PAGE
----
What is it about boxing that makes for such compelling cinema. Whether it’s Rocky or Raging Bull, there is something undeniably captivating about the sport when put on the big screen; the combination of a very personal struggle with the brutality of each bout making for great cinema.
The latest in the genre is The Fighter, which is based on the true story of two brothers. Micky Ward (Mark Wahlberg) is the younger of the two, who is a talented boxer unable to reach his potential because of his brother Dicky (Christian Bale). Dicky is a boxer who had to retire because of back problems. Since then he’s become Mickey’s trainer and a crack addict.
Micky is considering giving up boxing until he meets Charlene (Amy Adams). She believes Micky’s brother is preventing him from reaching his potential in the sport. Inevitably this leads to tensions between Micky’s large family and his new girlfriend, as both believe they know what is best for the future champion.
The Fighter moves at a blistering pace. A lot of which comes from the tension that frequently bubbles over. People fight in rings, they fight on the streets, they fight on doorsteps, and they fight in bars. What we’re being shown is an environment where everyone talks but no one listens. The irony is that Micky, The Fighter, seems to be the most mild-mannered and pacifist of the bunch.
This is very much at odds with his brother Dicky. Dicky is someone, it would seem, incapable of standing still. Bale absolutely nails the movement of his character, which gives him a slipperiness; a feeling that he could inexplicably escape any situation he gets himself into. As the story progresses, there is both charm and a tragedy to his character that makes him, rather than Micky, the emotional heart of the piece.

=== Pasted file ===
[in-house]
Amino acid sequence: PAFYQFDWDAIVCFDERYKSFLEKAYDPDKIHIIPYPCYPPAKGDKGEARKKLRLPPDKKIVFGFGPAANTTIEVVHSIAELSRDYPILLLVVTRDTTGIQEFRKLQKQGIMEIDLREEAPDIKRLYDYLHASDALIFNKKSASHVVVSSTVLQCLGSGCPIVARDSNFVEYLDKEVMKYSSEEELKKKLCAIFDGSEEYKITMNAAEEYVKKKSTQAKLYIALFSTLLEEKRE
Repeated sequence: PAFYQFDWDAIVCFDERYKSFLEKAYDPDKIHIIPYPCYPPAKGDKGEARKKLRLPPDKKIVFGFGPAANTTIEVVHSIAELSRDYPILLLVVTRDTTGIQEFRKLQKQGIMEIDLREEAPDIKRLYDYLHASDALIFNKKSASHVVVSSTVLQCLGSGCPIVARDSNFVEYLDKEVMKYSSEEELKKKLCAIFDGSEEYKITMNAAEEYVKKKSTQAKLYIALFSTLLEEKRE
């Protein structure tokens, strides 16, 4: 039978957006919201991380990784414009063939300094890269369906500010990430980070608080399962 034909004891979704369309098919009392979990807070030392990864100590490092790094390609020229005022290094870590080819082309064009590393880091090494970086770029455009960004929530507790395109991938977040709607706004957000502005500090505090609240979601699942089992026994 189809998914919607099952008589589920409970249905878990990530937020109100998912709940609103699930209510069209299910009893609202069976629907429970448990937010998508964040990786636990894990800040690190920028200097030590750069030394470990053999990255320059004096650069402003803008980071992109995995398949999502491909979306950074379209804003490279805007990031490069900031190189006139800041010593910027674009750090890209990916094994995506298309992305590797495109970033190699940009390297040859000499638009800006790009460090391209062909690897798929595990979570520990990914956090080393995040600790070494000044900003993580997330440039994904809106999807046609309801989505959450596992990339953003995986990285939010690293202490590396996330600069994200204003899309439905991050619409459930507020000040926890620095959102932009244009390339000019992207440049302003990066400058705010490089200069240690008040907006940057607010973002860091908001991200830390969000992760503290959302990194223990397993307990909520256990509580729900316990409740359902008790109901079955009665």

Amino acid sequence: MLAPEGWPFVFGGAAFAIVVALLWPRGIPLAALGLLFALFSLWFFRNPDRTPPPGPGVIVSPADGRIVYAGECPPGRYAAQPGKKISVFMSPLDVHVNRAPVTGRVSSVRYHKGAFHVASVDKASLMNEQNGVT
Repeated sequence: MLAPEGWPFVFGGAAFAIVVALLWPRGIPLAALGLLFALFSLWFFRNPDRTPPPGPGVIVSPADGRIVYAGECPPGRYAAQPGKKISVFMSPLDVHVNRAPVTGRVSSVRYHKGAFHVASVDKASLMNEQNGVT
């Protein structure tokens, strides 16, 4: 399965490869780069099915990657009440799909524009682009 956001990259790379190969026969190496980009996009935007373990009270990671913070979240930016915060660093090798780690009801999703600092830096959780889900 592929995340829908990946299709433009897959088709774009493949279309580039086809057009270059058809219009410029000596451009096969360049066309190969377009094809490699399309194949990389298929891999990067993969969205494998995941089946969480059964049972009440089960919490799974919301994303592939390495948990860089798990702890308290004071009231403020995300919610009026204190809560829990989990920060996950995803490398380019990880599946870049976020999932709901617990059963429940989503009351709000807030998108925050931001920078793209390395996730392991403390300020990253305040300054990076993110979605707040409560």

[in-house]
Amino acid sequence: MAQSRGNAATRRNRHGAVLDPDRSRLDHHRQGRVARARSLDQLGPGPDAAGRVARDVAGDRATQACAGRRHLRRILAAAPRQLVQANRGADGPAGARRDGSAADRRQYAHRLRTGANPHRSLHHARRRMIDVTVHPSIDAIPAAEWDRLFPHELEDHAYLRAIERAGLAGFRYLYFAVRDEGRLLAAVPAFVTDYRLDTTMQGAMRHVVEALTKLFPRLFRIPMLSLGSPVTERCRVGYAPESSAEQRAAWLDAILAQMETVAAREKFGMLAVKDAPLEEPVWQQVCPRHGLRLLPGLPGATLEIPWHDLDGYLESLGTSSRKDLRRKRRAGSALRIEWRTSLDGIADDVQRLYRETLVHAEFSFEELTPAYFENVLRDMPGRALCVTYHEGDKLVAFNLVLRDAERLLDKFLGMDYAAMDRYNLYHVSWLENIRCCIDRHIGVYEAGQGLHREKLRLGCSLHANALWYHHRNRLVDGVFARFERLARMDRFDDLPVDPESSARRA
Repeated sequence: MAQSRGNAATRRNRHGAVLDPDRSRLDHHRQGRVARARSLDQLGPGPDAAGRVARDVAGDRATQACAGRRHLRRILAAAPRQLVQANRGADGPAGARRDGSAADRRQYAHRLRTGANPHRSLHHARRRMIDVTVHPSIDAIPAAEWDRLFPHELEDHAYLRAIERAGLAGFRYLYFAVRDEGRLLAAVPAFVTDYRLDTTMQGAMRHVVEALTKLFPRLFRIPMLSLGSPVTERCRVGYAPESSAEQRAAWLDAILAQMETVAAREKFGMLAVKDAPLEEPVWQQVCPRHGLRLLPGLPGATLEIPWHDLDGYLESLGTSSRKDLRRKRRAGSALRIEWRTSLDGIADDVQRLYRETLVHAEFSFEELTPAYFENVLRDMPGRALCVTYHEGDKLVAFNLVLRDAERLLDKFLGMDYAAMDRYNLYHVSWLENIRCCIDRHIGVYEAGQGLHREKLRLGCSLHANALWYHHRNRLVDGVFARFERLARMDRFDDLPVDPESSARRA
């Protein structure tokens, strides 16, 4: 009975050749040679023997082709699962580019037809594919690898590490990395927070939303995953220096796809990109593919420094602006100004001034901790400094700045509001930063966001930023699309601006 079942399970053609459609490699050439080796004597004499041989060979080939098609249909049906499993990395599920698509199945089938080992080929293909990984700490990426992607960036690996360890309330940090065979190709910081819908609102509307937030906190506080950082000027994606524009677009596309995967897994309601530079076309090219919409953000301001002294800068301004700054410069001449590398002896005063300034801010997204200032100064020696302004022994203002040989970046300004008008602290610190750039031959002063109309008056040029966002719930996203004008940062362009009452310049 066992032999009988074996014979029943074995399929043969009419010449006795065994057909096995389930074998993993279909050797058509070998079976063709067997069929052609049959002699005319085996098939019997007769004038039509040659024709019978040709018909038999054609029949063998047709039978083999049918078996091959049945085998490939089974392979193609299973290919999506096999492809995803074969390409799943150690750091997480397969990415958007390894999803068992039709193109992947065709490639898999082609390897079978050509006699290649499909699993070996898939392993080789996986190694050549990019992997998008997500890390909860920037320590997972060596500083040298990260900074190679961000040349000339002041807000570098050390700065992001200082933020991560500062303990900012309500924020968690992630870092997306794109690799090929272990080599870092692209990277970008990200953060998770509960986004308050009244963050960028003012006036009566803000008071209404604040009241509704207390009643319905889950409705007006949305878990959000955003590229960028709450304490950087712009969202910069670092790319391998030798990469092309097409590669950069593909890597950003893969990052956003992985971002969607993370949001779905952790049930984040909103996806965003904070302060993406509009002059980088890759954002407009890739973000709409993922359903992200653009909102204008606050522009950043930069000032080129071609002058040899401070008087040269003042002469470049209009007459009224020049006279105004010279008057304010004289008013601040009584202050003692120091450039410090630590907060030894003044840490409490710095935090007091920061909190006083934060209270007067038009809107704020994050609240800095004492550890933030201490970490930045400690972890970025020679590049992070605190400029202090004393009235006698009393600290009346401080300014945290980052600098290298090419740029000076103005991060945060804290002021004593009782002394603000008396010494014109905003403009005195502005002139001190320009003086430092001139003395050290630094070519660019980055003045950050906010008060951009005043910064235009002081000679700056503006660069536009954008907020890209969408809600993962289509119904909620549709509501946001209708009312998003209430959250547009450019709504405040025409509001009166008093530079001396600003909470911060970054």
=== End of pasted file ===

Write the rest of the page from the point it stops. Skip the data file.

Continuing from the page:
If there’s to be any criticism of the film, it comes in part as a result of the shackles of its genre, a biopic, than any particular failings on the part of its director, David O. Russell. We know how the film will end, before it begins. It’s not often you make a film about the guy who comes second.
If I were to criticise the director it would by saying that when Micky’s championship fight came, there was a feeling all other troubles went out the window. Perhaps in real life this was the case, and everyone really did live happily ever after. However, given the pain that preceded the fight, it would have been nice to see some hint of the hurt that would still have existed despite such a momentous occasion.
To me, this type of filmmaking comes a result of the director being a slave to audience expectations, rather than the story itself. Audiences love stories of triumph over adversity, however, given the film itself deals with the aftermath of such success in the form of Bale’s character, it would have been nice to know a little more about the impact the success actually had on those closest to Micky.
The Fighter is a film, although predictable at times, still well worth investing your time in. It mixes great performances, humour, and grittiness to tell a compelling tale of an athlete who succeeds both despite and because of his upbringing.